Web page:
Illustration by me – click to see a larger version

I’m so glad you all seem to like my Defining style series! A lot of you have already done the previous steps, and linked to your results in my comments. I must say you’re doing an excellent job. Hopefully you’re all beginning to get a better sense of who you are, style-wise. So far, though, things have been mostly theoretical. It’s time to get real.

What do you feel when you look into your wardrobe every morning? Are you mostly pleased with what you see? Do you look forwards to getting dressed? Do the items in it suit you well, in terms of shape, colour and style? Is it easy to put together a complete outfit? Is it tidy and inviting? Or perhaps even inspiring? And, if you’ve done the mood boards from my previous posts, does your wardrobe reflect them? For me, the answer was no.

It’s a bit shocking, I know; I’m a fashion consultant, after all, and I spend very much of my time thinking about clothes, style and fashion. And yet my wardrobe wasn’t really functional at all. There were several reasons for this, I think. During the last two years I’d moved to a different city, and gotten a new life and a new job. I’d been dumped. I lost weight, then gained a lot. I became depressed, for a whole number of reasons, and with that came a whole mountain of insecurities and anxieties. I didn’t really know who I wanted to be any more, which was almost a first for me. Clothes and style says a lot about a person, and as I was rather without direction, my wardrobe was the same.

A few weeks ago I looked in my closet, completely fed up with the state of things. I couldn’t “snap out of it” and stop being sick just because I wanted to, but I could do something about my wardrobe. So I took absolutely everything out of the closet and piled it on the couch and coffee table. You know, ever since I moved to Oslo, I’d thought of myself as a girl who didn’t really have a lot of clothes. That was true when I’d just moved, but now, two years later? Boy, was I delusional. Watching it all laid out like that, the amount of clothes I had accumulated was straight out shocking, like a bucket of freezing water over my head.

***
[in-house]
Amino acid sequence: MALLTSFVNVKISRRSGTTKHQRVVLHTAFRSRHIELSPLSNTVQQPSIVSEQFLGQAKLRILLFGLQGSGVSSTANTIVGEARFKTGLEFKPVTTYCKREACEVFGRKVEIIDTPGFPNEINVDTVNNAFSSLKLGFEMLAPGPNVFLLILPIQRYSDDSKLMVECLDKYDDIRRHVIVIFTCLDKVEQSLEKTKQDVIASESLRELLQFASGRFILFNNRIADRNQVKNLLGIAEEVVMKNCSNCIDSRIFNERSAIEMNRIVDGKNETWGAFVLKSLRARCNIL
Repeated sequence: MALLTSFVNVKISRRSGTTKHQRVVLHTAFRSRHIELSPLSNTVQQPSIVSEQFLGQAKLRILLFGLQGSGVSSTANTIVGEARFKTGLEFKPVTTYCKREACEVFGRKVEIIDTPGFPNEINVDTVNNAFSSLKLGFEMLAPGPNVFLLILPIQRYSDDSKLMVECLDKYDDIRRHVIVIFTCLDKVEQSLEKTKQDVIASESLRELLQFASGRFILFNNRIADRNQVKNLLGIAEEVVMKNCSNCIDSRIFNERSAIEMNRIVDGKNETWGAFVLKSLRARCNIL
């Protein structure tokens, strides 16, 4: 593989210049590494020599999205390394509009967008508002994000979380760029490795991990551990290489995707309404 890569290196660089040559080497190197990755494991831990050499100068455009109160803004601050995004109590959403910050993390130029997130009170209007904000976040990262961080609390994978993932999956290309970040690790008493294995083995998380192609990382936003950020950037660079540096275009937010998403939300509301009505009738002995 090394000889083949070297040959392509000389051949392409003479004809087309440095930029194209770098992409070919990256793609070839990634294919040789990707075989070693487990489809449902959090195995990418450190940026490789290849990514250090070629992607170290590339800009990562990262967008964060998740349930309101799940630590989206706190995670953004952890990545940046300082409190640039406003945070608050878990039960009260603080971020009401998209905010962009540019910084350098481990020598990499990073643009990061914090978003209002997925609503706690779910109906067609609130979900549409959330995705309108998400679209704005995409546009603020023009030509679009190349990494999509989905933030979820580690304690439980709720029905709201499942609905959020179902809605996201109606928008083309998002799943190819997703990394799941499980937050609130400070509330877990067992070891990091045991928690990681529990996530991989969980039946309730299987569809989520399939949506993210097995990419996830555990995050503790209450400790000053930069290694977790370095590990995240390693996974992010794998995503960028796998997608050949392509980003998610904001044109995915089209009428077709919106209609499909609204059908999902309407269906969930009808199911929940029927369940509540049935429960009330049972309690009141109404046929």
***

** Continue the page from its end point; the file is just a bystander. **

The other day one of my students described my manner of teaching as kind, but strict (thank you, darling!). I think those two personality traits were equally important in my closet revolution. I looked at everything, and before I was allowed to put anything back into the closet, it had to pass a series of tests. Do I love this? Does it fit me? Is it flattering? Does it make me feel good? Am I excited to put this on? Do I wear it reasonably often? Only if all the answers were yes, was the garment approved.

As you might expect, a lot of clothes didn’t pass the test. Things were too small, worn beyond repair, the wrong shape, the wrong style, or just… not right. Into a garbage bag they all went – not to be thrown away or donated, mind, but to be stored in our attic for an unknown period of time. It is very easy, isn’t it, to feel attached to clothing. You might know that a dress isn’t perfect for you, yet somehow it is almost impossible to let it go. Because I knew I wasn’t actually getting rid of anything, I felt a lot more free to pack things away; if I missed it terribly, I could just climb up and find it. In the end, I put away a full garbage bag of clothes, about two thirds of everything I had in my closet.

Since then, my wardrobe and I have a much better relationship. I know that everything in there fits me, is ready to be worn and makes me feel good. The emptiness feels like an improvement, not like something is missing. There are things I’m missing, of course, like a waist-length cardigan or two, and the perfect pair of black trousers. The important thing is that I can’t find these items in the attic, because I never owned them. Getting rid of all the extra, merely adequate items made me see oh-so-clearly what I actually want and need.